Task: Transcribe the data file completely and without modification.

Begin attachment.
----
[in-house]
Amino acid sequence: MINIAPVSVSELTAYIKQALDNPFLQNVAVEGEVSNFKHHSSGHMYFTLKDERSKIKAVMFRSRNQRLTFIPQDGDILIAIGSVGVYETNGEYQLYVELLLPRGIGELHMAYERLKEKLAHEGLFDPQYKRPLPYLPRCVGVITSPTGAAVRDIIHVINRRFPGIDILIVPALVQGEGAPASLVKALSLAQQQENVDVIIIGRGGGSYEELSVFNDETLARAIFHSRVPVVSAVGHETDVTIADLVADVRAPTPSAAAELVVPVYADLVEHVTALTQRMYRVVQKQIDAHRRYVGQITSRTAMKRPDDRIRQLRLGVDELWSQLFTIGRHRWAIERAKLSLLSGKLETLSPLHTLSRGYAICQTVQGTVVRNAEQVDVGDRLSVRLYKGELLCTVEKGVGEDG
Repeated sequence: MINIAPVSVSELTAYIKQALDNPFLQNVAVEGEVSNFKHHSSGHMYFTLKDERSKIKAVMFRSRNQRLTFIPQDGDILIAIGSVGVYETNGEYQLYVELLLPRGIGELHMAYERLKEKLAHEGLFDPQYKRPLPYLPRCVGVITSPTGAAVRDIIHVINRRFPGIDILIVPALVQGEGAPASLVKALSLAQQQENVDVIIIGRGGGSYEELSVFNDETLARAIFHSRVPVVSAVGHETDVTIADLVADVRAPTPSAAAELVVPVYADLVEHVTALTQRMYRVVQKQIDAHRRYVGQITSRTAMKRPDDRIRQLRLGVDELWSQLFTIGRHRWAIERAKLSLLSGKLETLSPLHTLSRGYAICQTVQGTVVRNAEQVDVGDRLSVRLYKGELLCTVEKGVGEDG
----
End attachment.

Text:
[in-house]
Amino acid sequence: MINIAPVSVSELTAYIKQALDNPFLQNVAVEGEVSNFKHHSSGHMYFTLKDERSKIKAVMFRSRNQRLTFIPQDGDILIAIGSVGVYETNGEYQLYVELLLPRGIGELHMAYERLKEKLAHEGLFDPQYKRPLPYLPRCVGVITSPTGAAVRDIIHVINRRFPGIDILIVPALVQGEGAPASLVKALSLAQQQENVDVIIIGRGGGSYEELSVFNDETLARAIFHSRVPVVSAVGHETDVTIADLVADVRAPTPSAAAELVVPVYADLVEHVTALTQRMYRVVQKQIDAHRRYVGQITSRTAMKRPDDRIRQLRLGVDELWSQLFTIGRHRWAIERAKLSLLSGKLETLSPLHTLSRGYAICQTVQGTVVRNAEQVDVGDRLSVRLYKGELLCTVEKGVGEDG
Repeated sequence: MINIAPVSVSELTAYIKQALDNPFLQNVAVEGEVSNFKHHSSGHMYFTLKDERSKIKAVMFRSRNQRLTFIPQDGDILIAIGSVGVYETNGEYQLYVELLLPRGIGELHMAYERLKEKLAHEGLFDPQYKRPLPYLPRCVGVITSPTGAAVRDIIHVINRRFPGIDILIVPALVQGEGAPASLVKALSLAQQQENVDVIIIGRGGGSYEELSVFNDETLARAIFHSRVPVVSAVGHETDVTIADLVADVRAPTPSAAAELVVPVYADLVEHVTALTQRMYRVVQKQIDAHRRYVGQITSRTAMKRPDDRIRQLRLGVDELWSQLFTIGRHRWAIERAKLSLLSGKLETLSPLHTLSRGYAICQTVQGTVVRNAEQVDVGDRLSVRLYKGELLCTVEKGVGEDG